This section is from the book "Commercial Gardening Vol2", by John Weathers (the Editor). Also available from Amazon: Commercial Gardening, A Practical & Scientific Treatise For Market Gardeners.
There are, however, potentialities in some Ferns which are entirely latent, and can only be rendered effective artificially. The Hartstongue, of which there are so many beautiful forms, some of which, the Crispums or frilled ones, are perfectly barren, is a case in point. This Fern in time forms a long caudex built up for some inches of persistent bases of the old dead fronds. Lifting such a plant and commencing at the bottom, these bases of a dark colour and sausage-shaped and from ½ - 1 in. long, can be forced off the central core by downward pressure one after another to the number of, it may be, several scores. When the top is nearly reached, the crown may be replanted and will speedily re-establish itself. Each of these bases will be found to be provided with a bundle of roots; these should be snipped off close and the bases then well washed. Not the slightest sign of a bud will be visible, nor normally would one appear, but if these be merely laid upon clean moist silver sand in a glass jar or other transparent receptacle, and kept quite close in a well-lighted place out of bright sunshine, every one will in the course of a few weeks in the growing season, produce first a crop of tiny white pimples or buds, and then a number of rooting plants. One inch-long base taken from a robust specimen bore, in our own experience, no less than thirty-six plants. Other species, such as the Polystichums, are also prone to produce bulbils if the old caudex be damaged, provided all the dead portions be shaved clean off and the remains be treated on the jar system or potted up in very small pots and kept close. One rare variety thus drastically treated broke out into a rash of bulbils which yielded no less than eighty specimens. Experiments in this direction have been mainly effected on British Ferns, and it is very probable that the grower of exotics would find it profitable to continue them in connection with some of the rarer forms which are difficult to propagate on the usual lines. [C. T. D].
Amongst plants grown for their decorative foliage and character Ferns hold a leading place. They are not "flowering" plants in the usual acceptance of the term, but they are intensely interesting from a structural point of view. Leaving out the Selaginellas and Club Mosses (Lycopodium), there are eighty or more distinct genera in the Fern family, and several thousand species. They are to be found in all parts of the world - in tropical, subtropical, and temperate regions north and south of the Equator; and there is great variation in height, appearance, division or non-division of the fronds, the method of veining, and the way in which the spores are borne. All these are matters, however, which interest the botanist more than the general grower. At the same time the latter must have a practical acquaintance with these matters, as he is in the great majority of cases compelled to raise his plants from the spores, or "seeds" as they are popularly called. How these spores produce new fern plants has been already dealt with at p. 213, and every Fern-grower should make himself acquainted with these facts.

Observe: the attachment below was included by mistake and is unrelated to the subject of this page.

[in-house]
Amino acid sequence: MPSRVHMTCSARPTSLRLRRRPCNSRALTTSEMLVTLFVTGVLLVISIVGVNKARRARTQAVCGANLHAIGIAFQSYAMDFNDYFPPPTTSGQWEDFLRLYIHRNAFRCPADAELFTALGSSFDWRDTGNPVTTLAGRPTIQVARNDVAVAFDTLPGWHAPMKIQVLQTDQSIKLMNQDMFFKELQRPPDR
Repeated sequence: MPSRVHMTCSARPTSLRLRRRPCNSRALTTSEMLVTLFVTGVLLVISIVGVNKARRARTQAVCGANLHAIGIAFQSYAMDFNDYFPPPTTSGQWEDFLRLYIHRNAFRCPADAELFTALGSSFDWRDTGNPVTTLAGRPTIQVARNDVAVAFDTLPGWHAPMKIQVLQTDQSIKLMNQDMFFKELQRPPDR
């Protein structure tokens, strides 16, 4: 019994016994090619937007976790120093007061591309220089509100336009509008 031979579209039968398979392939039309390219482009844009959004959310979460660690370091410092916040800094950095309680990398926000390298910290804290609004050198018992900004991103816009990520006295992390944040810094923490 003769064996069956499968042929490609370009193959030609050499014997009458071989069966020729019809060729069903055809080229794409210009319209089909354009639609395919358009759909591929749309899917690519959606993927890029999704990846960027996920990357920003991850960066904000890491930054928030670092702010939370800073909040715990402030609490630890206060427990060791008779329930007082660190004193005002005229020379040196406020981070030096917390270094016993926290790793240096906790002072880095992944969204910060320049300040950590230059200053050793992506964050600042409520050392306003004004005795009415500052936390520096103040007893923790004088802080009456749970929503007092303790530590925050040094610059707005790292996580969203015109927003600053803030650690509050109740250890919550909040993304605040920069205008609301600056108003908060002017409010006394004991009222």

During the past thirty years certain kinds of Ferns have increased immensely in popularity amongst market growers. Owing to their decorative character they are in demand all the year round, and there are now many growers who devote their best energies to supplying the most saleable varieties. There are others who also grow many of the rarer kinds for private establishments where an interest is taken in keeping up a good collection of Filices - as Ferns are scientifically called.
For market work Ferns are usually cultivated in span-roofed houses varying from 100 to 200 ft. in length and 12 to 20 ft. in width. Such houses are well provided with hot-water piping and water tanks, as heat and moisture are the great aids to the market grower in producing large crops with the utmost speed and economy. Even then he selects only those kinds that will stand the rough usage of being packed off to market without too much packing, and that will also stand the draughts and chills and variations of temperature to be met with during the winter months in Covent Garden and other markets. Of course glass houses of almost any description, so long as the cultural requirements are attended to, will be useful for Fern-growing, and some very fine crops indeed are turned out every day from most dilapidated-looking structures.
Apart from heat and moisture, Ferns generally are not lovers of ardent sunshine. During the winter the British climate is none too sunny, but during the summer months it becomes essential to shade the Fernhouses heavily with limewash or other mixtures to prevent the fronds assuming a yellowish tint that would in the great majority of cases prevent the plants from being sold.
As all the plants are grown in pots varying in size from 2½ to 5 in. and 6 in. diameter, the Fern-grower is a good customer to the maker of pots. To accommodate these the houses are usually fitted up with stages made of wood battens or concrete - at the sides and centres also in large houses - and house after house is often filled with the same variety. In a market-Fern nursery plants are to be seen in all stages of development - from the spores that have just been sown to the finished article packed ready for market. There is a constant change and displacement going on, and as quickly as one house is emptied of its saleable contents it is filled with others in a less-advanced stage.